Memoirs of a Geisha

January 12th, 2006 Film, Film Reviews, Xpress

There’s a quality every film studio and distributor wants to capture in a film. No, not art — that’s for the director to worry about, and by the times enough punters have bought tickets and ensured the film’s profitability, who the hell cares about stuff like that? Certainly not stockholders in News Ltd, TimeWarner or Vivendi.

You sometimes hear it referred to as ‘buzz’, but that can just mean the cultural chatter about the film and doesn’t necessarily isolate the number of people who want to see it.

A more precise term is the ‘want-see’ factor, which refers to the amount of desire out there to see a film. Sometimes it can be generated or arise spontaneously through massive fan base foreknowledge (Star Wars), sometimes it can be bought about by blanketing the world with marketing that costs as much as the movie (perfected in the late 1990s with films like Independence Day). Sometimes it doesn’t even take the form of advertising. The general assumption among many fans that Citizen Kane is the best movie ever made might not have been postulated by the rights holder of the film, but they’ve more than likely helped encourage it.

So we come to the film with the most ‘want-see’ so far in 2006, Memoirs of a Geisha, thanks in part to the huge success of the novel upon which it’s based and also to the speculation for so long that a certain Mr Spielberg would direct. Spielberg passed and after a long gestation period, Geisha arrives courtesy of Rod (Chicago) Marshall. Together with talented Australian cinematographer Dion Beebe (In The Cut, Chicago) and costumer extraordinaire Colleen Atwood (Chicago, Lemony Snicket), it was a given that Geisha would be a fantastic-looking product.

But as Sam Mendes’ Road to Perdition and Yimou Zhang’s Hero showed us, a striking look can drown a story that isn’t robust enough to match it, and Geisha suffers somewhat from the same fate. Feeling a little too much like both a cheap thriller and an uninteresting midday movie, the execution doesn’t fit the nobility of the message (either that or the theme is too strong for a piece of popcorn entertainment).

In fact, one wonders why Marshall didn’t opt to shoot the whole thing in its native language with subtitles. Doing so gave films like Crouching Tiger and Passion of the Christ an immeasurable boost of credibility and Geisha could have tricked us into thinking it was much loftier than it really was employing the same technique.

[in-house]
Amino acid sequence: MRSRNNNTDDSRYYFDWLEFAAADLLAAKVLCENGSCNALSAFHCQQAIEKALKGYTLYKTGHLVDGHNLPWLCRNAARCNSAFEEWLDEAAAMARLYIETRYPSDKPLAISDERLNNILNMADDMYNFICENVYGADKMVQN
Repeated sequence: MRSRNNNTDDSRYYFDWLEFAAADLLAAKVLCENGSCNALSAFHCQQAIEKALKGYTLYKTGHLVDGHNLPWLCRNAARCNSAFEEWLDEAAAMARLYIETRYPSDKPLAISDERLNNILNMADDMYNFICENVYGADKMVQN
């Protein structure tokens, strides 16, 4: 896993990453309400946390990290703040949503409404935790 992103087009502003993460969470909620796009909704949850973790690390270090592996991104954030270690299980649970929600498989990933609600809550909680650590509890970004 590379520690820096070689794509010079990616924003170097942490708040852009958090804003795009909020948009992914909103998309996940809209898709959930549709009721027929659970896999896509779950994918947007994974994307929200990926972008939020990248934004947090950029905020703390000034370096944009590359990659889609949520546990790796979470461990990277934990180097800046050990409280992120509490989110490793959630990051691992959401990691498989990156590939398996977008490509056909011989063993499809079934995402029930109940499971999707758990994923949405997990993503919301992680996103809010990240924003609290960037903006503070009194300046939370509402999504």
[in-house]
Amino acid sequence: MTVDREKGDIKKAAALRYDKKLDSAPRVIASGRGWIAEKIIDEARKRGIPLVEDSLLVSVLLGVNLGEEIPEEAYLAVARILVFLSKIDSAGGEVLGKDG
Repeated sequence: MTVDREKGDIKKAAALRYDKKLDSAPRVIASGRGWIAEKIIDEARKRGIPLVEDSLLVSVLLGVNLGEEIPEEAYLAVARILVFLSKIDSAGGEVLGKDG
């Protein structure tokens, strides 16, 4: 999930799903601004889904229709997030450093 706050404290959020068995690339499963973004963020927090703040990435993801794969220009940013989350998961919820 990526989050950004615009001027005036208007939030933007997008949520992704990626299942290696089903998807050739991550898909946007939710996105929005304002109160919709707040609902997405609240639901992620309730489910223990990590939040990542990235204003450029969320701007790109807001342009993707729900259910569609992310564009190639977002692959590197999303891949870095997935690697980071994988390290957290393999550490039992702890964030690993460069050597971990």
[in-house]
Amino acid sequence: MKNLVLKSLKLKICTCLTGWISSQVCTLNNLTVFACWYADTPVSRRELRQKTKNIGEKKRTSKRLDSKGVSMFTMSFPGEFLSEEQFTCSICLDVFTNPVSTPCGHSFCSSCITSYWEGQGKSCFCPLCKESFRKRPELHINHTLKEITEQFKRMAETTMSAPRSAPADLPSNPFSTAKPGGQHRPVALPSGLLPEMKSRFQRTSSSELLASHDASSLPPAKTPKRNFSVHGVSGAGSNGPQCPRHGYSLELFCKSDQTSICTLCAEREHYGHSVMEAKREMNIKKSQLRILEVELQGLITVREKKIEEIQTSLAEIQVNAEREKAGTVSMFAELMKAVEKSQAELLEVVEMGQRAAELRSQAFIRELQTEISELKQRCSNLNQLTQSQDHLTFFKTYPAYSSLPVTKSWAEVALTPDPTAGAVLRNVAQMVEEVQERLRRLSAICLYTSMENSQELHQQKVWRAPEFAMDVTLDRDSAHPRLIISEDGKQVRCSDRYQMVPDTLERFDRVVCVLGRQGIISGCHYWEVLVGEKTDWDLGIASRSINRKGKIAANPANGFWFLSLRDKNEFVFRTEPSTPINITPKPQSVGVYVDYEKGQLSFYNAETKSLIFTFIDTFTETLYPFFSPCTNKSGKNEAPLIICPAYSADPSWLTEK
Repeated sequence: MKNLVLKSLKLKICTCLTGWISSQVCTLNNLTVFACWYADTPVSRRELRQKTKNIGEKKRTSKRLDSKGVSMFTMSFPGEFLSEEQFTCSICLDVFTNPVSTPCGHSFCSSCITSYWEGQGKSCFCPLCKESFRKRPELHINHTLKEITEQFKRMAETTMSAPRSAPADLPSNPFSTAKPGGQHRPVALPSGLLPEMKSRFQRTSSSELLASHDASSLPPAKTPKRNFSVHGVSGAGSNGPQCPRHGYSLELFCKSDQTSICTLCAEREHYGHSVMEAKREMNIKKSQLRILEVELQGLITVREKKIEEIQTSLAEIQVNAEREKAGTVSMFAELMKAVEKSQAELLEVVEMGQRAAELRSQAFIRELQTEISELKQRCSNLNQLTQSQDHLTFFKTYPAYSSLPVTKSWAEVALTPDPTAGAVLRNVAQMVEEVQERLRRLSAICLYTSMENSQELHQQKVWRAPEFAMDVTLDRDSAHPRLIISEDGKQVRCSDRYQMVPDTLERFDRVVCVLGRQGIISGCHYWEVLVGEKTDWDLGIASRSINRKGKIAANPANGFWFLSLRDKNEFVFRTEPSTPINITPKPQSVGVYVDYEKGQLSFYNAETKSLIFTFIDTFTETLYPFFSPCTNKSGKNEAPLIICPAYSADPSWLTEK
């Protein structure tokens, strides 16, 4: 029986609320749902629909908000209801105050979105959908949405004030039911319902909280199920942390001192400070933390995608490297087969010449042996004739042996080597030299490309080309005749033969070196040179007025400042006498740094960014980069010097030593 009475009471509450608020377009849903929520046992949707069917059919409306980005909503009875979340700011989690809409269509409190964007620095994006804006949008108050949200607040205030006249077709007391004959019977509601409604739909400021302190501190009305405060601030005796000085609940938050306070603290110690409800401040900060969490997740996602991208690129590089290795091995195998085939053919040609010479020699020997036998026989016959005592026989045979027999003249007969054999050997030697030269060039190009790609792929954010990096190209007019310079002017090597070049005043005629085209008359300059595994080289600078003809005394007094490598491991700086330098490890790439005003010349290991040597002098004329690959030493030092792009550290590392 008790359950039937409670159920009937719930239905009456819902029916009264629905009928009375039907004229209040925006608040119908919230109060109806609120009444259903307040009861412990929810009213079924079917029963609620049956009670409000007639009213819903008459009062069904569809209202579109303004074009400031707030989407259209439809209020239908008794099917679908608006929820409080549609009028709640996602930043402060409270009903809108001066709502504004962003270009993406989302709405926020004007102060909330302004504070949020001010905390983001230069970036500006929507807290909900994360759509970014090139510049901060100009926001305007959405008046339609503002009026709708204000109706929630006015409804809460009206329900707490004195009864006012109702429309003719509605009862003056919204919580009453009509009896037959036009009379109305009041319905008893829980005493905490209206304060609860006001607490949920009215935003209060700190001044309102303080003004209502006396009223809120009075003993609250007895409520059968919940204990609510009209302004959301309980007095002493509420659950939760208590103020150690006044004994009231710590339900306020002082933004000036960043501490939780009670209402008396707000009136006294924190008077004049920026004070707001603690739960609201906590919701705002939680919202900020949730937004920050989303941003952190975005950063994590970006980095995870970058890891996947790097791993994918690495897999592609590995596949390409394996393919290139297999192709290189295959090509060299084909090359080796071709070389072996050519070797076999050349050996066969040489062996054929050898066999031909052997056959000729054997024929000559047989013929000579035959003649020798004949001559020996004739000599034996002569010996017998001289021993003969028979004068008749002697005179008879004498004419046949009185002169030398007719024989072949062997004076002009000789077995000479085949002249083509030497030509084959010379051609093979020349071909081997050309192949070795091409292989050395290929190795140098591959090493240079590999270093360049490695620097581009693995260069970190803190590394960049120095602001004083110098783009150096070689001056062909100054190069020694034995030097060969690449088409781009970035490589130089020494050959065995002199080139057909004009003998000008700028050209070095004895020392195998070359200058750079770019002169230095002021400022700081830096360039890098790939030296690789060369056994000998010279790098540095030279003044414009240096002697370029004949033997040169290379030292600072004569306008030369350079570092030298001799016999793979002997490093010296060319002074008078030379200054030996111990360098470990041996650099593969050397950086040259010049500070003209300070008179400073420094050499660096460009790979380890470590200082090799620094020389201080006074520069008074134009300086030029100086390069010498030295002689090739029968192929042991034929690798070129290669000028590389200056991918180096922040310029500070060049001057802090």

A young villager and her sister are awoken one night, bundled into a wagon and shipped to the big city in pre-war Japan where they’re sold to a geisha house to learn the ancient art of being demure doormats and performing monkeys for influential men.

We follow Sayuri (Zhang, the go-to girl for every attractive young Asian girl part in Hollywood) as she grows up learning the ways of geisha-dom, everything from dressing and painting yourself with exacting precision to being forbidden from ever experiencing love or being in control of your own destiny.

The problem with Geisha is that too much of it just doesn’t wash. Apart from being at times outright boring, we see this girl sold by her own father into a life of what was essentially prostitution (albeit better regarded than it is in the West today).

The movie should be about how, driven by hatred, she trains in a military installation and returns to her village to exact bloody revenge on her parents.

Instead, Sayuri ends up idealising the life of a Geisha and wanting desperately to be one, forgetting the sister she says in a throwaway comment she never sees again. And that’s not even accounting for the cruelty her peers, owners and — later — rivals show her as she grows up. Sayuri is Japan’s own Stolen Generation, and ten years ago in the midst of the PC era the film wouldn’t have been made (or would have been made very differently).

You might already have heard critical comment on the racial issues involved — many people are upset by the fact that the major characters are played by Chinese actresses, and you wonder if Japanese audiences are watching Yeoh and Zhang onscreen playing geishas the way we would watching Ice Cube play Ned Kelly.

But there’s another angle to the debate about authenticity; it’s story about the struggle of a very distinct kind of woman — in a film directed by a man, based on a book written by a man.

Don’t listen to any of it; Marshall and his team bring (author) Arthur Golden’s world to life with astonishing realism, and Yeoh, Zhang and their supporting cast portray the life of a geisha just as faithfully. The arts is about empathy, and no artist is shut out of any area of exploration because of their gender or race any more than discrimination should affect any other area of life.


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